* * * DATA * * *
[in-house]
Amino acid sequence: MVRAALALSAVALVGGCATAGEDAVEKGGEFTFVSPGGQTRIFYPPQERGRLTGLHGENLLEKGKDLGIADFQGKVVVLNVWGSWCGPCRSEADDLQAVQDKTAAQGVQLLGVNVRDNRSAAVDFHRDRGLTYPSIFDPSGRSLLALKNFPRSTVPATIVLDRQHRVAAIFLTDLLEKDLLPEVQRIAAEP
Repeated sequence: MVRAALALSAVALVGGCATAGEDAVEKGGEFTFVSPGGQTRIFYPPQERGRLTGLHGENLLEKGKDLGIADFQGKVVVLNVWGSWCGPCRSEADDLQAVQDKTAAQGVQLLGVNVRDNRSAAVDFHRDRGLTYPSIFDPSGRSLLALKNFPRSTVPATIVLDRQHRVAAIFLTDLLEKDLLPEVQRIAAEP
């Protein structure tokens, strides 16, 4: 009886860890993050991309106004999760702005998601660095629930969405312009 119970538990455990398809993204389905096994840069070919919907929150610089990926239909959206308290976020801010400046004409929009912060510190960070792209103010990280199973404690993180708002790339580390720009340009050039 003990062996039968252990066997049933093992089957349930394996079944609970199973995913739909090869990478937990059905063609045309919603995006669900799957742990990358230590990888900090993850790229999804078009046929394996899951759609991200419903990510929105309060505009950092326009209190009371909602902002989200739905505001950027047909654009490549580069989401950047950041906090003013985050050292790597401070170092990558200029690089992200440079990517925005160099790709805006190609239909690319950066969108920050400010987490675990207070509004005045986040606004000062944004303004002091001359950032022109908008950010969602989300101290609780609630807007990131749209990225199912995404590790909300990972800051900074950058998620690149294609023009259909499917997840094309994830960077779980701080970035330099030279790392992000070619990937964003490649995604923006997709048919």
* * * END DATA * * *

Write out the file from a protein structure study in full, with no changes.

[in-house]
Amino acid sequence: MVRAALALSAVALVGGCATAGEDAVEKGGEFTFVSPGGQTRIFYPPQERGRLTGLHGENLLEKGKDLGIADFQGKVVVLNVWGSWCGPCRSEADDLQAVQDKTAAQGVQLLGVNVRDNRSAAVDFHRDRGLTYPSIFDPSGRSLLALKNFPRSTVPATIVLDRQHRVAAIFLTDLLEKDLLPEVQRIAAEP
Repeated sequence: MVRAALALSAVALVGGCATAGEDAVEKGGEFTFVSPGGQTRIFYPPQERGRLTGLHGENLLEKGKDLGIADFQGKVVVLNVWGSWCGPCRSEADDLQAVQDKTAAQGVQLLGVNVRDNRSAAVDFHRDRGLTYPSIFDPSGRSLLALKNFPRSTVPATIVLDRQHRVAAIFLTDLLEKDLLPEVQRIAAEP
């Protein structure tokens, strides 16, 4: 009886860890993050991309106004999760702005998601660095629930969405312009 119970538990455990398809993204389905096994840069070919919907929150610089990926239909959206308290976020801010400046004409929009912060510190960070792209103010990280199973404690993180708002790339580390720009340009050039 003990062996039968252990066997049933093992089957349930394996079944609970199973995913739909090869990478937990059905063609045309919603995006669900799957742990990358230590990888900090993850790229999804078009046929394996899951759609991200419903990510929105309060505009950092326009209190009371909602902002989200739905505001950027047909654009490549580069989401950047950041906090003013985050050292790597401070170092990558200029690089992200440079990517925005160099790709805006190609239909690319950066969108920050400010987490675990207070509004005045986040606004000062944004303004002091001359950032022109908008950010969602989300101290609780609630807007990131749209990225199912995404590790909300990972800051900074950058998620690149294609023009259909499917997840094309994830960077779980701080970035330099030279790392992000070619990937964003490649995604923006997709048919």